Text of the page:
Chris Graham: Danville just got itself a better deal

Column by Chris Graham
freepress2@ntelos.net
 

A hundred sixty jobs paying an average wage of $50,000 a year. And they cost Danville and the state $590,000.

The quick math on that – we’re talking less than $4,000 a job.

Which puts the $110,000 a job that Waynesboro paid to get the PGI expansion that some feel would have had to have been done here anyway in perspective.

“They came one week, we went there the next week. The next week, we were buying a building,” Terrell Jones, the director of infrastructure practice for EcomNets, told the Danville Register and Bee of the quick courtship between the Herndon-based company and Danville.

EcomNets has purchased the former EDS building in the Danville industrial park with plans to open a plant to manufacture computers. Jones told the Danville paper that the company wasn’t interested in Danville at the outset, but changed its mind after a visit from the city economic-development department.

“The City of Danville welcomed us with open arms,” Raj Kosuri, CEO of EcomNets, was quoted in a press release put out by the office of Gov. Bob McDonnell announcing the news. “We met with the mayor and the City of Danville Office of Economic Development on our first visit to Danville, and from there it has been nothing but smooth sailing. Their support, guidance, and incentives helped us come to a decision to move our green technology center to Danville. For every 500 Verdio Green PCs sold, we can create one job in Virginia.”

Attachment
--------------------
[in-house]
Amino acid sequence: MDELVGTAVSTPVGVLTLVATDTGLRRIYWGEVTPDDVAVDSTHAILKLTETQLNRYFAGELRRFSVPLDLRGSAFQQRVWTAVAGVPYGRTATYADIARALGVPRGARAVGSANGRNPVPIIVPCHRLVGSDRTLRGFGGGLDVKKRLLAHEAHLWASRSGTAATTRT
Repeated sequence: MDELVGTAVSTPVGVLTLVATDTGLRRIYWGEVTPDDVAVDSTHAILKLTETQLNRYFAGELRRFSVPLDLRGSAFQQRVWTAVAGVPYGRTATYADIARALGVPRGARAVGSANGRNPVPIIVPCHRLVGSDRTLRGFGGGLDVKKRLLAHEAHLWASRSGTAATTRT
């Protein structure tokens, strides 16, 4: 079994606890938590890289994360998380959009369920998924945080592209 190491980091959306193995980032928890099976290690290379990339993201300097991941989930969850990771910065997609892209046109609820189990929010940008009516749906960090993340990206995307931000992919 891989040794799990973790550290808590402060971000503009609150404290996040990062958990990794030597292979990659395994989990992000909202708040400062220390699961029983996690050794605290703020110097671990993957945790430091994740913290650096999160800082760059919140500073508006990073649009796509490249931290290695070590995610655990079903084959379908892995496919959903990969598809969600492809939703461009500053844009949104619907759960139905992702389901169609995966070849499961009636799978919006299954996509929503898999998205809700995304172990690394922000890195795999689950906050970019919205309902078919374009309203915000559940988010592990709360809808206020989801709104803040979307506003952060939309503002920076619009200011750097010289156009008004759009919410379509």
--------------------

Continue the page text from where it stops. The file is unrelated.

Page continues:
The outlay from the public sector: $500,000 from the Virginia Tobacco Indemnification and Community Revitalization Commission and $90,000 from the Danville Regional Foundation. Both come with performance agreements requiring the company to meet certain benchmark goals.

Of the 160 jobs to be created in Danville, nearly half, 72 all told, will pay wages of $72,800 per year, according to the report in the Register and Bee.

The Waynesboro deal involving PGI provides more than $4.55 million in local and state incentives to the nonwovens producer to create 41 jobs with an average wage of $37,500 a year.

There are two ways to look at this compare-and-contrast, in my view. One is to say that Danville got itself an awesome deal that we can hope will pay off for years to come. I don’t think the second is to suggest that Waynesboro got for itself a bad deal, because we didn’t get a bad deal.

We may have overpaid, but we got ourselves a good deal.

Next time around, maybe we can put ourselves in a position to get a better deal.


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